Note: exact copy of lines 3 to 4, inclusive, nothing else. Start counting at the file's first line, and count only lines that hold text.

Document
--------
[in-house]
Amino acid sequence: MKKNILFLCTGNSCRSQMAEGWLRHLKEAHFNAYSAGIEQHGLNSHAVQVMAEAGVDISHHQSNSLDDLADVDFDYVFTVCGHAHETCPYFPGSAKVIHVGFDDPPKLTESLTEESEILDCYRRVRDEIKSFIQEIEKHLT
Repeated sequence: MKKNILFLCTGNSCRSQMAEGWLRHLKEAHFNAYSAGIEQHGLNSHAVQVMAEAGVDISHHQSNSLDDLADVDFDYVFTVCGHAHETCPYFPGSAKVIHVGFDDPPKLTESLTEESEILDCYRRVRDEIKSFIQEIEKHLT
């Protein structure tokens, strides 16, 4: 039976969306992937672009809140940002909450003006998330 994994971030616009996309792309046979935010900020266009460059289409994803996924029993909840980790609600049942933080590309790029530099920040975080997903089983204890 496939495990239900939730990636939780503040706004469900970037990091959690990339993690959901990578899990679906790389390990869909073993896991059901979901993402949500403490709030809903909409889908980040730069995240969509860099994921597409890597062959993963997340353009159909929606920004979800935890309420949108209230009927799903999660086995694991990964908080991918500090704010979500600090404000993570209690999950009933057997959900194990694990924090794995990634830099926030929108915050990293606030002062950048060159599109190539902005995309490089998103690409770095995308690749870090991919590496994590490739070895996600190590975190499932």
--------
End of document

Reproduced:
Repeated sequence: MKKNILFLCTGNSCRSQMAEGWLRHLKEAHFNAYSAGIEQHGLNSHAVQVMAEAGVDISHHQSNSLDDLADVDFDYVFTVCGHAHETCPYFPGSAKVIHVGFDDPPKLTESLTEESEILDCYRRVRDEIKSFIQEIEKHLT
């Protein structure tokens, strides 16, 4: 039976969306992937672009809140940002909450003006998330 994994971030616009996309792309046979935010900020266009460059289409994803996924029993909840980790609600049942933080590309790029530099920040975080997903089983204890 496939495990239900939730990636939780503040706004469900970037990091959690990339993690959901990578899990679906790389390990869909073993896991059901979901993402949500403490709030809903909409889908980040730069995240969509860099994921597409890597062959993963997340353009159909929606920004979800935890309420949108209230009927799903999660086995694991990964908080991918500090704010979500600090404000993570209690999950009933057997959900194990694990924090794995990634830099926030929108915050990293606030002062950048060159599109190539902005995309490089998103690409770095995308690749870090991919590496994590490739070895996600190590975190499932």